Building resilient teachers

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Read Building resilient teachers

With the enormous pressure our teachers are under day after day, it’s no wonder that the risk of burnout is high. Up to 53 per cent of people who hold a teaching degree don’t work in education according to the Australian Bureau of Statistics. Aiming to support teachers and biblically-shaped education, Anglican Edcomm recently brought Dr Donald Guthrie to their annual Christians in Teaching conference in May to share his expertise on what makes a resilient teacher.

Dr Guthrie, from Trinity Evangelical Divinity School in Chicago, is the co-author of Resilient Ministry: What Pastors Told Us About Surviving and Thriving. He suggests that the key to resilience is “struggling well with hopeful perseverance.”

By remembering that God is powerful to change hearts, and that each student is created by him and bears his image, teachers can trust there is hope for change in their students. “The best teachers among us have the expectation that something will happen when they get there. They think people will change, and don’t we think so too? I believe the Holy Spirit can change people... but there’s always one family, one colleague [where it doesn’t seem possible]. For some it may drive us away, as it’s driven many pastors away.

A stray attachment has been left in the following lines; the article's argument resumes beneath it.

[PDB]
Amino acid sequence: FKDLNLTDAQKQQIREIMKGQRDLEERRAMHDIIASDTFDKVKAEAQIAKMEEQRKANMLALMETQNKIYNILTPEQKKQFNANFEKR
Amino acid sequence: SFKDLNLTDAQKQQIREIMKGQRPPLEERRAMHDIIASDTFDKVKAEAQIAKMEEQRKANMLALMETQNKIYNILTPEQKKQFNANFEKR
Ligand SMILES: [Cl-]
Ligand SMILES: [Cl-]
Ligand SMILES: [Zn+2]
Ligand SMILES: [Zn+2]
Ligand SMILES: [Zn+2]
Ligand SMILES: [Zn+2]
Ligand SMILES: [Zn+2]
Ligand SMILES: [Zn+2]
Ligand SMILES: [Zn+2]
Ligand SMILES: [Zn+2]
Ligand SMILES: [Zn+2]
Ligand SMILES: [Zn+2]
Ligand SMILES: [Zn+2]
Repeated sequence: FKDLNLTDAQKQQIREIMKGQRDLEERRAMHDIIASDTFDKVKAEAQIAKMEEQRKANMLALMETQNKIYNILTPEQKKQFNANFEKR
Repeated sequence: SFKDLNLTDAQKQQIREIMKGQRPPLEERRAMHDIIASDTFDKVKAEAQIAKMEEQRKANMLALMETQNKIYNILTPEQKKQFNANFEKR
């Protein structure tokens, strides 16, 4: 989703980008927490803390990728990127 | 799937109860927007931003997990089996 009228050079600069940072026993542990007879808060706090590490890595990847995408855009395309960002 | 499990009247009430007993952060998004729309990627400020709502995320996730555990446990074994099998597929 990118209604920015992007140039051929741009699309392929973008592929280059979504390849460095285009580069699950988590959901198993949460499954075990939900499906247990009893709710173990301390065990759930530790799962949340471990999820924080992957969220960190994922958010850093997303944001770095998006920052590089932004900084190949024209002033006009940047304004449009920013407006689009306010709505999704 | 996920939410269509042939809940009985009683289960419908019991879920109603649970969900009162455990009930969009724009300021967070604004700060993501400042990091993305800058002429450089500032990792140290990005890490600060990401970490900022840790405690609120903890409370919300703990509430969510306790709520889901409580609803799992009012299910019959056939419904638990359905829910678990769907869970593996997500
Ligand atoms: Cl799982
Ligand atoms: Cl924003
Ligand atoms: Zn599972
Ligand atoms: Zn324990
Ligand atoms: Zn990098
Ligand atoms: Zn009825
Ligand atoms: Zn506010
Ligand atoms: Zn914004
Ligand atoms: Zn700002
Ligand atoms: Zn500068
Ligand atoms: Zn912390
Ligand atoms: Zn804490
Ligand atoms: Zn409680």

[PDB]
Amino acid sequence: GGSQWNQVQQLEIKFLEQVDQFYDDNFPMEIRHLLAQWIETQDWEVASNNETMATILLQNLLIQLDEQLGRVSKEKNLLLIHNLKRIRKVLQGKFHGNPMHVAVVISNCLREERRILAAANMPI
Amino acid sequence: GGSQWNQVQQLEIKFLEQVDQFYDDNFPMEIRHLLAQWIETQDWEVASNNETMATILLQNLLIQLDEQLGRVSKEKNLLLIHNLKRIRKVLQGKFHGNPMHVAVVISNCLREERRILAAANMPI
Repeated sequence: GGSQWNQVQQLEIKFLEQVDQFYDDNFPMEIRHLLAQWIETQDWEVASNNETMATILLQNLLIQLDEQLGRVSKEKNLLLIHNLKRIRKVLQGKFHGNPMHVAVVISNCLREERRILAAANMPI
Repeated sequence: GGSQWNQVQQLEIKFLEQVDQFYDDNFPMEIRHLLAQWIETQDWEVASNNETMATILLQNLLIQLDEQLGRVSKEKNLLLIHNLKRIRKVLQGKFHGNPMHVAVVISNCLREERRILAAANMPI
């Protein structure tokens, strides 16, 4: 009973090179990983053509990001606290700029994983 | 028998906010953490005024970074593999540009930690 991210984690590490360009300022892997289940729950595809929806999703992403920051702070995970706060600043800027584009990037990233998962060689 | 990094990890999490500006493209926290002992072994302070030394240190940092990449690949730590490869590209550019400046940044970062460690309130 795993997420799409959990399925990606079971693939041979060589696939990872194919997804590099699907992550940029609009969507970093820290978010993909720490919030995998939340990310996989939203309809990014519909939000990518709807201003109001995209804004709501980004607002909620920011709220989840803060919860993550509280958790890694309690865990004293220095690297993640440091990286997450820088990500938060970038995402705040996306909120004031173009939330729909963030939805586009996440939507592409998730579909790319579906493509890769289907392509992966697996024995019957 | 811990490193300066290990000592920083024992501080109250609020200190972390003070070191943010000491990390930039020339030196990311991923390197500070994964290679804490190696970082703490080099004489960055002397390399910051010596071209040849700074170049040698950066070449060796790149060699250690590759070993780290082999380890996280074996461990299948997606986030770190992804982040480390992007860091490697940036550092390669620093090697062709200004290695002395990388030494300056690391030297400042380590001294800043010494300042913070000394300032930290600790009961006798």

"Change takes time, it’s iterative. It’s a few steps forward and a few back. This is resilience by the way. It is no straight line, march up the hill. Resilience assumes a fallen world with fallen people.”

Asking teachers how they are also changing, Dr Guthrie encouraged them to ensure they have a healthy network of people surrounding them to help them persevere with hope. “Who is on your team, and whose team are you on?” he asks. “Who is contributing to your flourishing? In your life you need some people who are ahead of you, who you can reach out to and say ‘help me, believe it or not I don’t know everything.’ There are also people to the back, who you’re reaching behind to help. There’s lots of students back there, and there are others as well. And reaching to the side, these are your peers. You are at your healthy resilient best when you have a healthy tension of reaching up back and out. Up to get help, back to help others, and out to your peers.”